Members of Parliament have proposed legal reforms with the aim of regulating the procedure for the appointment of receivers by debenture holders. The issues under scrutiny are that borrowers have no say during the procedure for the appointment of a receiver, and that issues with the impartiality of the receiver can arise on many occasions. However, the proposal has encountered the resistance of financial institutions.
A district court recently sentenced a company in liquidation that had once been Cyprus's biggest grocery retail company. The sentence concerned the issuance of a cheque with insufficient funds. According to the court, the fact that the company was under liquidation did not negate the fact that a sentence should be proportionate to the offence and act as a deterrent. The case is a useful illustration of how companies in liquidation should be treated when it comes to the imposition of fines.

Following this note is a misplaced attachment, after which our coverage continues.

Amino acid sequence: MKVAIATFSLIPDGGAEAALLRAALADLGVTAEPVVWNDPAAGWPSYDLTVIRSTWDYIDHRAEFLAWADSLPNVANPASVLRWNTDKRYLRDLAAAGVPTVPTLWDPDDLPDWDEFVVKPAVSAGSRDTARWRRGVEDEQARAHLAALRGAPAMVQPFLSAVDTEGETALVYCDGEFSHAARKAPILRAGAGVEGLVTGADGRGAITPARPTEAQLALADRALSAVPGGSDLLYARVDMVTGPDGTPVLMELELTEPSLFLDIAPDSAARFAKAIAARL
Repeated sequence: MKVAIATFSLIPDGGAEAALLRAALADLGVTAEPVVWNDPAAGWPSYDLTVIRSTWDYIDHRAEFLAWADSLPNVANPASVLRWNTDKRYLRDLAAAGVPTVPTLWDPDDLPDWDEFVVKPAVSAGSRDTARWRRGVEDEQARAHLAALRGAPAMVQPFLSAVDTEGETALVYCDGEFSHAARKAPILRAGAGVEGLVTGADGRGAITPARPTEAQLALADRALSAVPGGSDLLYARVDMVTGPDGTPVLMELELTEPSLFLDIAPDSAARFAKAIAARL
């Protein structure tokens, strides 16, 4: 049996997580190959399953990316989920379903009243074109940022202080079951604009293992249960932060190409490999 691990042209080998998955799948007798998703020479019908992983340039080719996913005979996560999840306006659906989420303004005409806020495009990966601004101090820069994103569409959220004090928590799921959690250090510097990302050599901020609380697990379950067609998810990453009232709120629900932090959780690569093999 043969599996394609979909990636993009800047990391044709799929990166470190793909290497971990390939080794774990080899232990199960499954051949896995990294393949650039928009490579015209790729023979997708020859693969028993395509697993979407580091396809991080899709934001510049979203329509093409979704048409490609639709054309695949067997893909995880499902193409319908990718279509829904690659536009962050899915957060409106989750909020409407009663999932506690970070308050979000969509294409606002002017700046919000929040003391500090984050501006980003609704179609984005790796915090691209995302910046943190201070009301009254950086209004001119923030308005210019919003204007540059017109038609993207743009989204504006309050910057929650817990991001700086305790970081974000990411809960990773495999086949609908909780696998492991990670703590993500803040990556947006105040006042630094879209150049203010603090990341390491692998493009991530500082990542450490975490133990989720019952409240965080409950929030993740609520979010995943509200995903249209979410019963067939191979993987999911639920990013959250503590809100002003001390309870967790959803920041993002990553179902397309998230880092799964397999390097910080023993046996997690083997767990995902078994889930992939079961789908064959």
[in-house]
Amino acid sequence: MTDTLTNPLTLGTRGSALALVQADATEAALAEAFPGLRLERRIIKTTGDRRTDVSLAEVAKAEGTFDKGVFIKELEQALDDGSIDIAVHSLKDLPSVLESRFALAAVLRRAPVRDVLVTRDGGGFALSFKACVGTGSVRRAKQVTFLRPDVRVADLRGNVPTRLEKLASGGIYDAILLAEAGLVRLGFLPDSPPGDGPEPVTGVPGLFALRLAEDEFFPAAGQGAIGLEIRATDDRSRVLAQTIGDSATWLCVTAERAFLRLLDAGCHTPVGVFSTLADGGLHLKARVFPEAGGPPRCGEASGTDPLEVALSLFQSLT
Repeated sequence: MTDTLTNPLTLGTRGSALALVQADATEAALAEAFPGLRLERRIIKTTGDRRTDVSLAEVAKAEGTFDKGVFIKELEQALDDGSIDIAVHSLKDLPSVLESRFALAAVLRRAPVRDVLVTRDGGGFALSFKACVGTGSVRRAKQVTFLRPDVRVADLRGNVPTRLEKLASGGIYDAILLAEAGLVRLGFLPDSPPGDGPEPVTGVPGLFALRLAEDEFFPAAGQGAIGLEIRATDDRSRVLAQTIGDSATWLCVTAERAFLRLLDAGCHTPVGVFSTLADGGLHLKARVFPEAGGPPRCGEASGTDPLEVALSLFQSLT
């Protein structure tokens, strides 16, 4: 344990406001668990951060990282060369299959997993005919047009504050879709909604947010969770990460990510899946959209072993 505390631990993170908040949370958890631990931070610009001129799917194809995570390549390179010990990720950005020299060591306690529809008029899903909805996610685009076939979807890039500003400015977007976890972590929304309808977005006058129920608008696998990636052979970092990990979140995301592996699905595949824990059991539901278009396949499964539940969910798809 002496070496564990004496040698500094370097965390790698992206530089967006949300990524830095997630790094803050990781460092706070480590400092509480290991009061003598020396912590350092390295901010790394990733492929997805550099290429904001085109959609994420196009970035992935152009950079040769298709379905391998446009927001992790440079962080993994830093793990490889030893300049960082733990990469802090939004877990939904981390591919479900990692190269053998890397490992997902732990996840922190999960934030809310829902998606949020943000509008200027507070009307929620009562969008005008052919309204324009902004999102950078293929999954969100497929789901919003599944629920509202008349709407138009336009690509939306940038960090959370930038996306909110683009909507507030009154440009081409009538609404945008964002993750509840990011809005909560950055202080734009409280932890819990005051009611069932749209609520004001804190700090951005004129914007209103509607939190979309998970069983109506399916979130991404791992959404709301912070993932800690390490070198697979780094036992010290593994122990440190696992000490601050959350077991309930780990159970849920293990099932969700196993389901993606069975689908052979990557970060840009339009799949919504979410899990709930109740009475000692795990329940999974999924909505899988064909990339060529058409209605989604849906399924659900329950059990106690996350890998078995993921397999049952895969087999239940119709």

The annual creditors' meeting of former state-owned air carrier Cyprus Airways recently took place. The state stepped in following the company's collapse and paid the majority of employees the money owed to them. Due to this payment, and by virtue of Section 300 of the Companies Law, the state became a preferential creditor, having made a payment that was owed to preferential creditors as a third party on behalf of the company.